If you're travelling to Cuba, you'd better leave room in your suitcase. US visitors can now bring home Cuban cigars and rum without hassle. The Obama administration just announced new policy directives meant to increase trade and travel with the island. Now, American travellers will now be able to bring large quantities of Cuban goods like tobacco and alcohol back to the States -- for personal use only.
Although the biggest change in Obama's executive action is the removal of a five-decade ban on importing Cuban rum and cigars, the policy changes have a much greater scope. The US Treasury Department is also making it easier for American companies to import pharmaceuticals from Cuba, US-based agricultural companies to sell their products to Cuba, and Cubans to purchase American-made goods online. The pharmaceutical detail is especially interesting since health care is a big area of growth in Cuba lately.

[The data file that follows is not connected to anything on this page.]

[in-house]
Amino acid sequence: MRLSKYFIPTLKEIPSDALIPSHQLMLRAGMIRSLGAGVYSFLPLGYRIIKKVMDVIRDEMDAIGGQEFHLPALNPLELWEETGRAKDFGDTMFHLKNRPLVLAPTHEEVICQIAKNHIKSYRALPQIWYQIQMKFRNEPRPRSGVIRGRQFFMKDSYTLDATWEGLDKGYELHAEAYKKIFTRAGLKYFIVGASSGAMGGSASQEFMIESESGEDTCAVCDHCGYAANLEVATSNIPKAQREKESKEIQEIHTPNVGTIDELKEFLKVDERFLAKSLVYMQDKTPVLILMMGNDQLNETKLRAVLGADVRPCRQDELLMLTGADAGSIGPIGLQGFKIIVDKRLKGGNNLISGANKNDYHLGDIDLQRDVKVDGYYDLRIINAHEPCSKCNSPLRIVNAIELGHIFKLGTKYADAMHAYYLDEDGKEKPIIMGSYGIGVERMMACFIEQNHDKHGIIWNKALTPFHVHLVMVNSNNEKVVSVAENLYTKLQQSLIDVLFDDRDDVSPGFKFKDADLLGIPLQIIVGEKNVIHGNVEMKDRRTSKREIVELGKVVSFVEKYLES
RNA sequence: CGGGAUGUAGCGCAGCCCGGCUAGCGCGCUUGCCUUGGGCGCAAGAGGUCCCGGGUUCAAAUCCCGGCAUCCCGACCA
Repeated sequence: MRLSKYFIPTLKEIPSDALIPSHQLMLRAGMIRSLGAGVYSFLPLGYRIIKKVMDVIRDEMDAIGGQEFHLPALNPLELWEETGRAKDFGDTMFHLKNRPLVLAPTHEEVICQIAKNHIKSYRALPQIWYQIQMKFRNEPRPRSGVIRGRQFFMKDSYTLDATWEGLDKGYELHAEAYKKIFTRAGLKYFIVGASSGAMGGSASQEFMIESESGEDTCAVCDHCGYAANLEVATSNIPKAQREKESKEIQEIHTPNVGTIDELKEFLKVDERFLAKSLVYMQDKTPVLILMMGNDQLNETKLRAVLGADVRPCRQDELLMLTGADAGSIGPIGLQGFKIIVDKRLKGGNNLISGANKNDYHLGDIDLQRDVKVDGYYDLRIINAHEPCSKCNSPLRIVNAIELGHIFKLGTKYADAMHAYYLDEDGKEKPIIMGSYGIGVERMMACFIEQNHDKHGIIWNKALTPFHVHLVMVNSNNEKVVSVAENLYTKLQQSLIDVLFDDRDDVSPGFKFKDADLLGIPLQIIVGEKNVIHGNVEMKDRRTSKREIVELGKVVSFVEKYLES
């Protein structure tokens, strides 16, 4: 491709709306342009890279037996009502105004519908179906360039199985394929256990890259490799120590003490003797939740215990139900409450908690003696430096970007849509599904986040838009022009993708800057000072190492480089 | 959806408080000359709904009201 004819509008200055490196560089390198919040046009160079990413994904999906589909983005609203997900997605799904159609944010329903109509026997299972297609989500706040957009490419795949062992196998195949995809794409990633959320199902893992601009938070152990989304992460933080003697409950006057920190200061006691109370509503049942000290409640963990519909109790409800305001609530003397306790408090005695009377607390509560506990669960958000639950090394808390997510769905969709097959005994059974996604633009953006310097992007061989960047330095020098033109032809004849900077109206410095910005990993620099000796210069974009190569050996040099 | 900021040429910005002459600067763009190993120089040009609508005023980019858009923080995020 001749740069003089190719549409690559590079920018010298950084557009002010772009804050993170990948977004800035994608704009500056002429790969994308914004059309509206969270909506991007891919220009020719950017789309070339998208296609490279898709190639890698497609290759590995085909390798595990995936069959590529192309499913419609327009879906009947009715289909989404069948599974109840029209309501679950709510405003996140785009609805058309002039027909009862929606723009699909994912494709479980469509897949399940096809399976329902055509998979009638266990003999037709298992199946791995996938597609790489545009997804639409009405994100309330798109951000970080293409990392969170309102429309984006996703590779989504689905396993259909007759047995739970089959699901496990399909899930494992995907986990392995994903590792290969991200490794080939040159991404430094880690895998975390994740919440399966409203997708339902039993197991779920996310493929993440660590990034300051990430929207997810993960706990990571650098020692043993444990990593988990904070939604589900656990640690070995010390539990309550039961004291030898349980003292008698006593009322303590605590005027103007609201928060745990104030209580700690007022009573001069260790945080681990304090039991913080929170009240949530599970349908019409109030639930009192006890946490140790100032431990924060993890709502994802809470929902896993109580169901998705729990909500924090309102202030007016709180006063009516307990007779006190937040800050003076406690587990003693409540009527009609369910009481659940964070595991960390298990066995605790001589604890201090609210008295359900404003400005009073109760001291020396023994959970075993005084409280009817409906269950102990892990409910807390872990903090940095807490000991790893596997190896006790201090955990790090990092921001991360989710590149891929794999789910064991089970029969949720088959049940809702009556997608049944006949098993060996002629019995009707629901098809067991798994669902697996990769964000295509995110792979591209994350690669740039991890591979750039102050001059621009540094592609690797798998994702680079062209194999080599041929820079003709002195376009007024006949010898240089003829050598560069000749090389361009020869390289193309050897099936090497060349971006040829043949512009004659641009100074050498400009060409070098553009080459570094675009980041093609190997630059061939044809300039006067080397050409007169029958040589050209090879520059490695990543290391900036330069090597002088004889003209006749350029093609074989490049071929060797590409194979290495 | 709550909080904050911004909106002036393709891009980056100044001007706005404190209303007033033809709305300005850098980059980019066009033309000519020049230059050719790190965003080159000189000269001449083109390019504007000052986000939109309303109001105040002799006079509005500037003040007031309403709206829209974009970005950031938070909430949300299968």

The new measures won't exactly let you start a Cuban rum-running operation, however. According to an October 14 update to Treasury's FAQ on Cuba, Americans visitors can now bring home as many as 100 cigars and several bottles of rum from their trip to Cuba. The regulatory changes make Cuban rum and cigars subject to similar duties as alcohol and tobacco in other countries, though the Feds are serious about these rules applying strictly to personal use. That means you can give Cuban goods as gifts, but you cannot sell them.
This is just the latest step from the Obama administration in repealing the US-Cuban trade embargo. President Obama announced on December 17, 2014 with Cuban President Raul Castro that the two nations would begin to normalize relations after more than half a century of enmity. Then, in January of this year, the administration announced that Americans could legally travel to Cuba and return with $US100 ($132) worth of Cuban cigars -- a huge deal at the time. President Obama made history soon after, in March, when he became the first American leader to visit Cuba in the post-Cold War era.
The process of normalizing relations between Cuba and the US will likely take many more years, but easing trade and travel restrictions is a step in the right direction. So if you've ever wanted to give your friends boxes of Cohibas and bottles of Havana Club for Christmas, now might be a good time to book a trip. Just don't try to start your own Cuban cigar import business quite yet.